Subjects received cholecalciferol (20,000 IU/week) for six months, either immediately or after six months of observationCholecalciferol treatment did not affect HbA1c, total daily insulin doses, and serum levels of inflammatory markers (CRP, IL-6 and TNF-α)Shih et al. [180]
Randomized, double-blind controlled trialn = 52

Mean age (intervention group and control group): 9.5 ± 3.9 vs. 9.0 ± 4.4 years

Duration of T1D (intervention group and control group): 4.75 ± 3.0 vs. 4.0 ± 2.5 years
Oral cholecalciferol was administered at a dose of 60,000 IU/monthly for six months in addition to insulin therapy in the intervention group, whereas only insulin therapy was administered in the control groupSignificant increase in mean fasting C-peptide levels in the intervention group compared to the control group

No significant changes were observed between intervention and control group in HbA1c levels and mean daily insulin requirements
Sharma et al. [181]
Pilot interventional studyn = 42

Mean age: 12.5 ± 3.5 years

Mean T1D duration: 4.8 ± 3.3 years
Participants with serum 25(OH)D levels < 20 ng/mL * were treated with a single oral cholecalciferol dose of 100,000 IU (two to 10 years) or 160,000 IU (>10 years)No significant differences in mean HbA1c levels for one year before and one year after cholecalciferol treatment, or for three months before and after cholecalciferol treatmentPerchard et al. [182]
Open-label, randomized trialn = 15

Median age (intervention group and control group): 7.2 vs. 6.6 years

Duration of T1D: median time from diagnosis to screening was 119 days in the intervention group and 106 days in the control group
Participants received either autologous UCB infusion followed by 12-month supplementation with oral cholecalciferol (2000 IU/day) and DHA (38 mg/kg/day) plus intensive diabetes management (intervention group), or intensive diabetes management alone (control group)Area under the curve C-peptide declined and daily insulin doses increased in both groups compared to baseline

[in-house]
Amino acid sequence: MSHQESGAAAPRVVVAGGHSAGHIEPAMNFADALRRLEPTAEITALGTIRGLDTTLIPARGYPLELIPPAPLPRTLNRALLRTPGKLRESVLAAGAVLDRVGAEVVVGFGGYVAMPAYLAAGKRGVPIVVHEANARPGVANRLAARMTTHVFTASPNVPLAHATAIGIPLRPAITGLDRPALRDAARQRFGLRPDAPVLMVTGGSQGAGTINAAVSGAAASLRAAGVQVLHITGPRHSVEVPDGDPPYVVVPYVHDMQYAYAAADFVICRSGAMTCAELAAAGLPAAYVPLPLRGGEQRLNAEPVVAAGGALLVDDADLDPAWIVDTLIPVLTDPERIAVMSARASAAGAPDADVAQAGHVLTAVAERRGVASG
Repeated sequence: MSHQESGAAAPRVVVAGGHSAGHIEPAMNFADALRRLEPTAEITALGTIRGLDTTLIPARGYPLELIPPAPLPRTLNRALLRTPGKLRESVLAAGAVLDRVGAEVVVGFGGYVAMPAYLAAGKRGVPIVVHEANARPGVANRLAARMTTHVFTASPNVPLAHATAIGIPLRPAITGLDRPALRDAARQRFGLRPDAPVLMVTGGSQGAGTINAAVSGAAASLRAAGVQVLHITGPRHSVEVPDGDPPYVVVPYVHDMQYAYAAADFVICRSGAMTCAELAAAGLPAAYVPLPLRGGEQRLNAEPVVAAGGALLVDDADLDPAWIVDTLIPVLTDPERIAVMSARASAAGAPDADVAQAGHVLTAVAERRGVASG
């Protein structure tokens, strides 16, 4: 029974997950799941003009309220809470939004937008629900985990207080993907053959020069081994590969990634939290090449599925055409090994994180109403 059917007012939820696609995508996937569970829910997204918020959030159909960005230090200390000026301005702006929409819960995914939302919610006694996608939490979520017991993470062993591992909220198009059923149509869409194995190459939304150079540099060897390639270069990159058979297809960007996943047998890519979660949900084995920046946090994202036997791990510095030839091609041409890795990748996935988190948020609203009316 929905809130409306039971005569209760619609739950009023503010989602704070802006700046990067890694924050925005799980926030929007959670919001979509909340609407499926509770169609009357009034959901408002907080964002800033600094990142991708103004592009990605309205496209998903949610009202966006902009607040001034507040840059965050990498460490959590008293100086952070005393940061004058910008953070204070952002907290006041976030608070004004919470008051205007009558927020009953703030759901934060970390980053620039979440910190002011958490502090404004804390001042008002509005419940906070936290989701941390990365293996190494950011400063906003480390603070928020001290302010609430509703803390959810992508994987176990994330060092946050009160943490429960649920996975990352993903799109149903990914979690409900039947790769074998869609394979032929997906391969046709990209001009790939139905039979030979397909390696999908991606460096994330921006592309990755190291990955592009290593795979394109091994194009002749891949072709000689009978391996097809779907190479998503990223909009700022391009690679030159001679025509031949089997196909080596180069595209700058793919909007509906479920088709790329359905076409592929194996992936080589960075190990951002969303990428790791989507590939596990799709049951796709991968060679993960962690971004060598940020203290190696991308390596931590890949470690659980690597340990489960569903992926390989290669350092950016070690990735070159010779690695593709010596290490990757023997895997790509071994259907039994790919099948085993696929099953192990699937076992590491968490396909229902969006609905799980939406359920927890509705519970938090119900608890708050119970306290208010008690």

No significant differences were observed between groups in terms of HbA1c levels, Tregs frequency, total CD4 counts, and autoantibody titers
Haller et al. [193]
Pilot interventional studyn = 15 patients

Mean age: 12 ± 0.9
years

Mean T1D duration: 0.7 ± 0.2 years
Eight patients with vitamin D deficiency (out of fifteen consecutive T1D patients) received calcidiol to achieve and maintain serum 25(OH)D levels between 50 and 80 ng/mL for up to one year. The remaining seven patients with serum 25(OH)D levels ≥20 ng/mL were not supplemented

Starting calcidiol dose was 10 μg/day. Calcidiol dose was progressively adjusted (up to 28 ± 8.2 μg/day) until serum 25(OH)D levels were steadily in the desired range (50–80 ng/mL)
Significant reduction in peripheral blood mononuclear cell reactivity against GAD65 and proinsulin was observed in the supplemented group at two months

Fasting C-peptide levels remained stable after one-year treatment with calcidiol
Federico et al. [206]
Open-label, randomized controlled trialn = 70

Mean age: 13.6 ± 7.6 years

Duration of T1D (inclusion criteria): <four weeks
Participants were randomized to receive calcitriol (0.25 μg on alternate days) or nicotinamide (25 mg/kg/day) and followed up for one yearCalcitriol treatment was temporarily associated with a significant reduction in daily insulin requirements (up to six months)